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Started: 2021-12-01 18:15:11

Submitted: 2021-12-01 19:59:19

Visibility: World-readable

One step forward, hopefully towards to the end of the pandemic

When I got my second COVID-19 vaccine shot in May, I allowed myself to hope that maybe the pandemic was coming to a close. I enjoyed a couple of care-free weeks in the summer, as California ditched its color-coded county-by-county COVID restrictions, before reality sank in: not enough people were going to get the vaccine to really give us herd immunity as the Delta variant burned through the idiots who were too stupid and narcissistic to get the shot so they could protect themselves and others. When the vaccine became available for 12-year-olds Calvin was first in line. Then we waited, through the summer and into the fall, for the vaccine to be approved for six-year-olds; and then once the vaccine was finally approved there were not vaccine appointments available in Santa Cruz County. After a few days his school scheduled vaccine clinics and we signed him up (and we didn't even have to show up for him to get his shot at school), finally putting the whole family on our way to being fully vaccinated.

Crochet coronavirus
Crochet coronavirus

In the fall I started hearing about the possibility of booster shots for the COVID-19 vaccine, but the CDC and FDA were not quite as enthusiastic about boosters as the Biden administration. While the Federal government argued with itself, I remained agnostic about a booster for myself: I do not have any risk factors for developing a serious breakthrough case of COVID-19 myself, and with Julian finally approved for his own shot I no longer have to worry about him. I did not feel any booster FOMO; I was preoccupied by feeling FOMO for Julian's first COVID-19 booster shots.

But I'm planning on attending Worldcon in person this year, then heading straight for Christmas in Walla Walla with my parents, so I thought that I ought to go ahead and get a booster (especially because I'm planning on taking a fast antigen test after the convention to make sure I'm not going to bring anything to Christmas, so it seemed not unreasonable to boost my immunity even further). While I waited for the CDC to get around to approving boosters for everyone, Colorado (and New Mexico) went as far as to say "we're still in a pandemic, yo" and recommend vaccines for everyone, and several Bay Area counties and the state of California did the same, but most of the vaccine inventory was available at local pharmacies that followed the federal rules. (Santa Clara County gave Levis Stadium back to sportball, otherwise I might have gone back to the vaccine mega-site for a third time, after getting my first two shots there this spring.)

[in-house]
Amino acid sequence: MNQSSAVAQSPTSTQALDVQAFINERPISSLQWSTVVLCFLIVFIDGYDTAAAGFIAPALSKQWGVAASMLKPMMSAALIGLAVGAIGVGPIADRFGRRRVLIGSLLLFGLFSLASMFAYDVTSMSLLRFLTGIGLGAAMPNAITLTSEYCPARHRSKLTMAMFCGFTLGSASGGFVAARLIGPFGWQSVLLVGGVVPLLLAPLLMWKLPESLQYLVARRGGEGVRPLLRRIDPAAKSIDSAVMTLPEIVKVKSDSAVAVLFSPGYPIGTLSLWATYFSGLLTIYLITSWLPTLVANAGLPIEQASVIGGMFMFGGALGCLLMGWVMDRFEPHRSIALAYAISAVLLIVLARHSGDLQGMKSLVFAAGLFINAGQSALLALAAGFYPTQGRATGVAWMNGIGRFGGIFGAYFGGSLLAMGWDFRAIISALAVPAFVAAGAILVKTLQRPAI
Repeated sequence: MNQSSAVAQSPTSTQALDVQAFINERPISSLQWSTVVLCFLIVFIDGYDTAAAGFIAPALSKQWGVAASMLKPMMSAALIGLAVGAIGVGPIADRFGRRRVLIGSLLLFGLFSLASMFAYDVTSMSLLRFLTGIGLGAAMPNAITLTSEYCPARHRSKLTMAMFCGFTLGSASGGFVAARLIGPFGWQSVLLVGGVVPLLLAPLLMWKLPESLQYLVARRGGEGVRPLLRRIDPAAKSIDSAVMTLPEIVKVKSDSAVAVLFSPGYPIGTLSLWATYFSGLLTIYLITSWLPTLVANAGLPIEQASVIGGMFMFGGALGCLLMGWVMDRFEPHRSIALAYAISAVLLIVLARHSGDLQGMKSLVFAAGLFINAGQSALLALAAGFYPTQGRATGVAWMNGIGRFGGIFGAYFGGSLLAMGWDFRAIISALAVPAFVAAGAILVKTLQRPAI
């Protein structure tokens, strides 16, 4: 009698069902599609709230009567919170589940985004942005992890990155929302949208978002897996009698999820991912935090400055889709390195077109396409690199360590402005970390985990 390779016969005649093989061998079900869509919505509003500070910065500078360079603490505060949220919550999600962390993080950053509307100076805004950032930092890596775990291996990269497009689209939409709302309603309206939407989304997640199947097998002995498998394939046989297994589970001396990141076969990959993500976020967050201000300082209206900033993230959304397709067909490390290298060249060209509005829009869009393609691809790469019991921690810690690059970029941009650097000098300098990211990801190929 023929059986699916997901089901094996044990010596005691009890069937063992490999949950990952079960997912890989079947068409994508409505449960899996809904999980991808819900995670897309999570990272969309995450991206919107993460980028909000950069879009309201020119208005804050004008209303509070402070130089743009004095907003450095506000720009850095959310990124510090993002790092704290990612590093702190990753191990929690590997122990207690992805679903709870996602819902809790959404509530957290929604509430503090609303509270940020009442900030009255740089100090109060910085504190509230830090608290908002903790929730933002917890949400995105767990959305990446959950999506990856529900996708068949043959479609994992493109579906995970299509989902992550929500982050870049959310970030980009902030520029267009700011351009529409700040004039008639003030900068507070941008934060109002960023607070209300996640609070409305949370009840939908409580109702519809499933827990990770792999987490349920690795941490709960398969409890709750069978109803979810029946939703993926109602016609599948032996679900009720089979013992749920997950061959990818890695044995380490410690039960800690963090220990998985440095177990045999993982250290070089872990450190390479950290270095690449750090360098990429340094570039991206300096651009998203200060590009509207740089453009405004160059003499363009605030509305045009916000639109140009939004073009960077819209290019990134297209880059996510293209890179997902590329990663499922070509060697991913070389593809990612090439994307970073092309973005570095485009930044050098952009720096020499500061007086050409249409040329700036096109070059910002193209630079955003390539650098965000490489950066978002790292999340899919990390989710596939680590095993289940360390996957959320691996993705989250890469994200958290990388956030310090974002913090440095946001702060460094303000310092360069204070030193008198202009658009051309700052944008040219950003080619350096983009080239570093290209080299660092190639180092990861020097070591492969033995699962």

Once the CDC finally decided it would actually be ok for everyone to get booster shots the pharmacy chains updated their websites and let me schedule appointments. I decided to wait until after Thanksgiving to get my shot (just in case I had any side effects from the shot, better to have them while I was working not while I was visiting family) and scheduled an appointment at Walgreens in Scotts Valley for this morning.

Compared to getting my first two COVID-19 vaccine shots at Levis Stadium, overlooking the football field with hundreds of other people getting their shots at the same time, getting my booster shot at a suburban Walgreens on a Wednesday morning was fairly boring. There was considerably less walking than Levis Stadium, but almost as much waiting. I got my shot and waited fifteen minutes to make sure I didn't have an adverse reaction, then headed back home. The shot was about as anti-climatic as the pandemic itself, but I expect my increased immunity will protect me and others from the virus as we find out what the newly-designated Omicron variant means for the future of the pandemic.